It's the Little Things: When Overlooked Factors Cause the Most Frustration

Share:
Customer Engagement
Customer Experience
No matter how popular online shopping may become, brick and mortar stores offer an irreplaceable experience (and the ability to try clothes on sans shipping and handling). But if store managers and employees were to put themselves in the customer's shoes, they might realize there are some minor, yet imperative, aspects of the in-store experience that go overlooked. They, too, are customers after all. Judging from personal experience, these factors can, and typically do, have a negative impact on purchase behavior.

No matter how popular online shopping may become, brick and mortar stores offer an irreplaceable experience (and the ability to try clothes on sans shipping and handling). But if store managers and employees were to put themselves in the customer's shoes, they might realize there are some minor, yet imperative, aspects of the in-store experience that go overlooked. They, too, are customers after all. Judging from personal experience, these factors can, and typically do, have a negative impact on purchase behavior:Watching the clock. Based on an average life span of 70 years, the average person spends three years of their life waiting--waiting in line, waiting on hold, waiting in traffic. But when you consider how much time we spend stagnant, you can understand why many customers choose to abandon their purchase instead of waiting in a line wrapped halfway around the store just to purchase a t-shirt. Just looking at the disgruntled faces of those already waiting and the noticeably slow pace of the minimal number of cashiers tells me I should simply turn around and leave because even if I find something worthwhile, the wait will overpower my desire to buy. Yes, the economy has led many companies to cut back on staff, but on weekends or in the midst of a major sale, bringing on one or two more employees could very well boost sales and limit real-life cart abandonment.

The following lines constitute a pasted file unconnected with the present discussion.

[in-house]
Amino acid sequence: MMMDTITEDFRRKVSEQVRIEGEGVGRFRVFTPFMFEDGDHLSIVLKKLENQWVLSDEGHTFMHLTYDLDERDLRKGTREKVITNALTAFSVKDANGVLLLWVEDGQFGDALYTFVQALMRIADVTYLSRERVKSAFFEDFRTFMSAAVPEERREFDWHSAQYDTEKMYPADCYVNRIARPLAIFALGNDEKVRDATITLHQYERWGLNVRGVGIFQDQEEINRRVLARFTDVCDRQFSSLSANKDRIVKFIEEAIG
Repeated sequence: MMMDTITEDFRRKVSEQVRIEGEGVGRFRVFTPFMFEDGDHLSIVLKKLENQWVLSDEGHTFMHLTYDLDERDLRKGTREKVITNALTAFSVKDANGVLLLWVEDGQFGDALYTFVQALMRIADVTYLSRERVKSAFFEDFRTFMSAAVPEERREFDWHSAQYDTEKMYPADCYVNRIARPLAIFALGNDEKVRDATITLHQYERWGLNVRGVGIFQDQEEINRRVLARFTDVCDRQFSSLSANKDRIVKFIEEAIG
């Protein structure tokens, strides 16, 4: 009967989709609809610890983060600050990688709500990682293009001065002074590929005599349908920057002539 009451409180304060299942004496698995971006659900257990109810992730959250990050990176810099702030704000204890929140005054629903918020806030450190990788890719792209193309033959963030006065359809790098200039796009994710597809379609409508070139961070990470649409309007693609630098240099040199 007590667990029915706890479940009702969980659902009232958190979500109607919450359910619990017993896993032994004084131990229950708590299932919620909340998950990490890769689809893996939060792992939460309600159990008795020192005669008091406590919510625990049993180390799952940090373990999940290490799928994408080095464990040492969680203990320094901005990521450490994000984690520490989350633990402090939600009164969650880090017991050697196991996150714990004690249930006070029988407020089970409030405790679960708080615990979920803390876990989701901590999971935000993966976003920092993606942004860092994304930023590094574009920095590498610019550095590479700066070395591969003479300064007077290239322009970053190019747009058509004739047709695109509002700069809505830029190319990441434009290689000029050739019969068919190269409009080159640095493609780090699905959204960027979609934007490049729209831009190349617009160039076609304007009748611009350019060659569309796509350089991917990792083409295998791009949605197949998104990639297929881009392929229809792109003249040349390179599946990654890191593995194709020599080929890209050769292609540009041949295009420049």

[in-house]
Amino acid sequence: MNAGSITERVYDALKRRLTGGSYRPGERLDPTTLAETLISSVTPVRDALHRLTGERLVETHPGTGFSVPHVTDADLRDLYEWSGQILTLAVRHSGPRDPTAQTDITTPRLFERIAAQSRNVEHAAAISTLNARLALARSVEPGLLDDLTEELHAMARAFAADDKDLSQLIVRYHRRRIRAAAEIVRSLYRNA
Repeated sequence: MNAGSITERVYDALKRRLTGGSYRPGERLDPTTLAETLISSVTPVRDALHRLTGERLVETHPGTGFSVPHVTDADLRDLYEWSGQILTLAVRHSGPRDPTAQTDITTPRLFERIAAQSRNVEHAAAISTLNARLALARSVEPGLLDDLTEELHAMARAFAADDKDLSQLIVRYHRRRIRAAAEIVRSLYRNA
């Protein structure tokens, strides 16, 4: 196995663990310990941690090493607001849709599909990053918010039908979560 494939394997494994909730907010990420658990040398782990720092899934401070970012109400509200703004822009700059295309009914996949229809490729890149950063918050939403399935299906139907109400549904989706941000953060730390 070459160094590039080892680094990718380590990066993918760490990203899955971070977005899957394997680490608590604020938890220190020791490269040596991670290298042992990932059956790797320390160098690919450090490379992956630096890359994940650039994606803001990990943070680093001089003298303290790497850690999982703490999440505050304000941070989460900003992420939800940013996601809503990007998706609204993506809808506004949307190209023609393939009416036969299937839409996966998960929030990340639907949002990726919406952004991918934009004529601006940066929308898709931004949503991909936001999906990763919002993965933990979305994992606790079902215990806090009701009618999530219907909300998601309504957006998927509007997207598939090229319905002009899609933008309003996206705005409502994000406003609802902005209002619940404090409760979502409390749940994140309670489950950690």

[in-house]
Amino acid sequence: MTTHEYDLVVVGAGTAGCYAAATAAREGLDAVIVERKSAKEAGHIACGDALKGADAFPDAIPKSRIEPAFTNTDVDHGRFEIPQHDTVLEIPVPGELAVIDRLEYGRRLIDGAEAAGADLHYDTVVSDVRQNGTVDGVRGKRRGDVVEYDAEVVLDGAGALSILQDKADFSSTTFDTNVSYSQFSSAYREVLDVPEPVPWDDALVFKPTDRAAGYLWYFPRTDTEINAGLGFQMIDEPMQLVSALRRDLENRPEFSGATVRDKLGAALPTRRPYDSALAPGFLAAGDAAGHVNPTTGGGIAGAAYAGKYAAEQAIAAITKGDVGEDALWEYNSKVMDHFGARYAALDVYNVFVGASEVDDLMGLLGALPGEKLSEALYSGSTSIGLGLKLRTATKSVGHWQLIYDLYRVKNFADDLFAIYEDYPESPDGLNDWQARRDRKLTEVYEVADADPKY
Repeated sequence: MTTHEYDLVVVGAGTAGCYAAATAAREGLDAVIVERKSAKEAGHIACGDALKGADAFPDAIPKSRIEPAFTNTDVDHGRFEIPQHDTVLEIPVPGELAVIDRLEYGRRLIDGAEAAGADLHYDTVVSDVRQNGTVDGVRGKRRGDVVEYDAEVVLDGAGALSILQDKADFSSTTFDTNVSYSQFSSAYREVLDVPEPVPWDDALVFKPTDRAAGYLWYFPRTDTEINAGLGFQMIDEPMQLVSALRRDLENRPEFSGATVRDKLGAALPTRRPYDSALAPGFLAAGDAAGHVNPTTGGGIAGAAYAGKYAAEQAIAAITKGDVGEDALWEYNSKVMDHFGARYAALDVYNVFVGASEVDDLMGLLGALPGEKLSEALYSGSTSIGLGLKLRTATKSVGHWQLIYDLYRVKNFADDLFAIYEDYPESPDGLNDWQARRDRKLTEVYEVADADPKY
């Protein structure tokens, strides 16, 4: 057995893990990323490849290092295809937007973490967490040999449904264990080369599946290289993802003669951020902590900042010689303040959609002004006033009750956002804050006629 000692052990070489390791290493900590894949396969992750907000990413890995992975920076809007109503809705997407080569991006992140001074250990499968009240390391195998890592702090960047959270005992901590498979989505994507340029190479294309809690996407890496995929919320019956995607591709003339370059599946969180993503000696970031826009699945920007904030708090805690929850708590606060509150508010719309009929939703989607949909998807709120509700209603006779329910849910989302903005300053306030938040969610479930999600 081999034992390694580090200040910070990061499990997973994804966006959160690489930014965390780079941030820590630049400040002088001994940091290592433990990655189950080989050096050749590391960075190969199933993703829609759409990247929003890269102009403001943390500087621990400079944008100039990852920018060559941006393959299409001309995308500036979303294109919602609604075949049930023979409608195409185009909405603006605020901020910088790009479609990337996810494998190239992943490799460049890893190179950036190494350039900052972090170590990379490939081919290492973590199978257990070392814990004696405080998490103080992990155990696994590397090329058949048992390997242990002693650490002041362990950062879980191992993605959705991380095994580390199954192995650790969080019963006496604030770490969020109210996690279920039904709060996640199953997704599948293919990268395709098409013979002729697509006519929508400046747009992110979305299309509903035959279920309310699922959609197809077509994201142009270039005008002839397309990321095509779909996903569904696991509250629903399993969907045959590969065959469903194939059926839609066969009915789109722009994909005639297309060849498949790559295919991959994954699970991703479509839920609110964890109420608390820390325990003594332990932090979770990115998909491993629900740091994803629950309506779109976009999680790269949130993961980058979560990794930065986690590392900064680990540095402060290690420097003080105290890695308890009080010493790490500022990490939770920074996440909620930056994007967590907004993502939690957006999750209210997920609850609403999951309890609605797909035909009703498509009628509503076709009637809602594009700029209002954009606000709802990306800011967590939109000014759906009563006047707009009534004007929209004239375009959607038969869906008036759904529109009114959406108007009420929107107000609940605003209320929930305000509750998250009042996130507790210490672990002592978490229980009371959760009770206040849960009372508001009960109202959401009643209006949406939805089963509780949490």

There when you don't need them. In some retail stores, "greeters" act more like attack dogs. While it's always nice to be welcomed with open arms, there's something extremely unsettling when that person then follows you throughout the store. Some make light conversation, which eases the awkwardness, while others creepily stalk just in case you linger on a given product long enough to indicate you might possibly want to make a purchase. This tends to happen in the less popular stores, where every sale could make or break their future. However, such hovering always urges me to move through the store at a quickened pace. On the opposite end of the spectrum, we have stores where no associates are available the moment you need them. If only these extremes could fuse to create some sort of happy medium!

We're having a heat wave. Just the other day, while perusing the mall, I found myself in a constant struggle with my sweater. While some stores were unbearably hot, others were ice cold, leaving me with no choice but to keep pulling my sweater on and off as needed. However, those stores lack the proper air circulation did not become any less intolerable just by removing my sweater. Instead, I wanted nothing more than to head straight for the exit. Such temperatures are not conducive to clothes shopping, as most will not want to exert the effort it takes to try on this autumn's latest trends. (Why try on a sweater when I'm already sweating?) Chilly stores are slightly more tolerable, but these extreme climates are bound to send customers searching for cooler (or warmer) shopping experiences.

EXPERT OPINION
EXPERT OPINION